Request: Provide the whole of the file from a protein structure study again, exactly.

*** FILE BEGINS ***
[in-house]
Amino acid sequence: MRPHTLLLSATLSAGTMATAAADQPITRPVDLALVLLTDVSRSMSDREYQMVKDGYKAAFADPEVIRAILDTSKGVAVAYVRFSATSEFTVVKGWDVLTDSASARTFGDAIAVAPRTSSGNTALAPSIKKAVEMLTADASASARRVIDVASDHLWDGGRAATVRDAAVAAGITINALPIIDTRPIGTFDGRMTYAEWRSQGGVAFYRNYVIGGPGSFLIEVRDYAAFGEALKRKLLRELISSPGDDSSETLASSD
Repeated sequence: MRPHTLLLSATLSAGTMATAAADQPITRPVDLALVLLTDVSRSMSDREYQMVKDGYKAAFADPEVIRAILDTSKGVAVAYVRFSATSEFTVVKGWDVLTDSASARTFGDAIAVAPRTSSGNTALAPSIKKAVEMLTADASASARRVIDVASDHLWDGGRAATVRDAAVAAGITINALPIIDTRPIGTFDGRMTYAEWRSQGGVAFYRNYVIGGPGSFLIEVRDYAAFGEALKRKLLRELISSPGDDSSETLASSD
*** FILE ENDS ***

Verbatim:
[in-house]
Amino acid sequence: MRPHTLLLSATLSAGTMATAAADQPITRPVDLALVLLTDVSRSMSDREYQMVKDGYKAAFADPEVIRAILDTSKGVAVAYVRFSATSEFTVVKGWDVLTDSASARTFGDAIAVAPRTSSGNTALAPSIKKAVEMLTADASASARRVIDVASDHLWDGGRAATVRDAAVAAGITINALPIIDTRPIGTFDGRMTYAEWRSQGGVAFYRNYVIGGPGSFLIEVRDYAAFGEALKRKLLRELISSPGDDSSETLASSD
Repeated sequence: MRPHTLLLSATLSAGTMATAAADQPITRPVDLALVLLTDVSRSMSDREYQMVKDGYKAAFADPEVIRAILDTSKGVAVAYVRFSATSEFTVVKGWDVLTDSASARTFGDAIAVAPRTSSGNTALAPSIKKAVEMLTADASASARRVIDVASDHLWDGGRAATVRDAAVAAGITINALPIIDTRPIGTFDGRMTYAEWRSQGGVAFYRNYVIGGPGSFLIEVRDYAAFGEALKRKLLRELISSPGDDSSETLASSD